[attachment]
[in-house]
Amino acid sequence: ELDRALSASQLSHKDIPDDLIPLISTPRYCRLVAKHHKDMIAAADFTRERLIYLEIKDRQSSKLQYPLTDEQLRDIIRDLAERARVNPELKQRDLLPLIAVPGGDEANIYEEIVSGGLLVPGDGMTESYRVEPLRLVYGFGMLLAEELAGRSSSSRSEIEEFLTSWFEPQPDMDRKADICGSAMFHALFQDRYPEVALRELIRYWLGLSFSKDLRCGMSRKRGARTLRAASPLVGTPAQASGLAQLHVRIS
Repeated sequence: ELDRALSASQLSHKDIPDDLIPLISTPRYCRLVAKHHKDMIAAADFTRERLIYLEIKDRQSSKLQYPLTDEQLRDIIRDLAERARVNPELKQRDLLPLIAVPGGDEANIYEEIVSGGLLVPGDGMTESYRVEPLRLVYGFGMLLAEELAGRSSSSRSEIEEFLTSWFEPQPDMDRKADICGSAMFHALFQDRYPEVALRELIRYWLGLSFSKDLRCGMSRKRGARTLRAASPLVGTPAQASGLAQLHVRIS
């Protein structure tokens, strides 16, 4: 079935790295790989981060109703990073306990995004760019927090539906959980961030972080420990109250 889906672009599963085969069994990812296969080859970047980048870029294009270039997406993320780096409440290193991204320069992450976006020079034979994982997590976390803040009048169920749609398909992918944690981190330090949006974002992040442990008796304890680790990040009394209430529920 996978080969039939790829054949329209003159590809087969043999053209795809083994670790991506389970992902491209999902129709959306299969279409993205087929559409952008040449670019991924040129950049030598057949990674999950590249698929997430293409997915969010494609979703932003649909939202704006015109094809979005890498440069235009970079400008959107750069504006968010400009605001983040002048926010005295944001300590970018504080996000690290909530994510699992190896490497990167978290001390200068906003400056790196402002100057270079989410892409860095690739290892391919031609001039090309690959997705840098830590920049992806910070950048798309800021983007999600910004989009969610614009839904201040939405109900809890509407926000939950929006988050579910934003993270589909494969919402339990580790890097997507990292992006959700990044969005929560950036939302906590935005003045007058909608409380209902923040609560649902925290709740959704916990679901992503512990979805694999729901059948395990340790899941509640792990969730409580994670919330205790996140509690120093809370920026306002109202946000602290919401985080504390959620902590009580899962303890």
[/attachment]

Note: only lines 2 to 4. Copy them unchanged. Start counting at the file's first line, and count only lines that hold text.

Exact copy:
Amino acid sequence: ELDRALSASQLSHKDIPDDLIPLISTPRYCRLVAKHHKDMIAAADFTRERLIYLEIKDRQSSKLQYPLTDEQLRDIIRDLAERARVNPELKQRDLLPLIAVPGGDEANIYEEIVSGGLLVPGDGMTESYRVEPLRLVYGFGMLLAEELAGRSSSSRSEIEEFLTSWFEPQPDMDRKADICGSAMFHALFQDRYPEVALRELIRYWLGLSFSKDLRCGMSRKRGARTLRAASPLVGTPAQASGLAQLHVRIS
Repeated sequence: ELDRALSASQLSHKDIPDDLIPLISTPRYCRLVAKHHKDMIAAADFTRERLIYLEIKDRQSSKLQYPLTDEQLRDIIRDLAERARVNPELKQRDLLPLIAVPGGDEANIYEEIVSGGLLVPGDGMTESYRVEPLRLVYGFGMLLAEELAGRSSSSRSEIEEFLTSWFEPQPDMDRKADICGSAMFHALFQDRYPEVALRELIRYWLGLSFSKDLRCGMSRKRGARTLRAASPLVGTPAQASGLAQLHVRIS
């Protein structure tokens, strides 16, 4: 079935790295790989981060109703990073306990995004760019927090539906959980961030972080420990109250 889906672009599963085969069994990812296969080859970047980048870029294009270039997406993320780096409440290193991204320069992450976006020079034979994982997590976390803040009048169920749609398909992918944690981190330090949006974002992040442990008796304890680790990040009394209430529920 996978080969039939790829054949329209003159590809087969043999053209795809083994670790991506389970992902491209999902129709959306299969279409993205087929559409952008040449670019991924040129950049030598057949990674999950590249698929997430293409997915969010494609979703932003649909939202704006015109094809979005890498440069235009970079400008959107750069504006968010400009605001983040002048926010005295944001300590970018504080996000690290909530994510699992190896490497990167978290001390200068906003400056790196402002100057270079989410892409860095690739290892391919031609001039090309690959997705840098830590920049992806910070950048798309800021983007999600910004989009969610614009839904201040939405109900809890509407926000939950929006988050579910934003993270589909494969919402339990580790890097997507990292992006959700990044969005929560950036939302906590935005003045007058909608409380209902923040609560649902925290709740959704916990679901992503512990979805694999729901059948395990340790899941509640792990969730409580994670919330205790996140509690120093809370920026306002109202946000602290919401985080504390959620902590009580899962303890």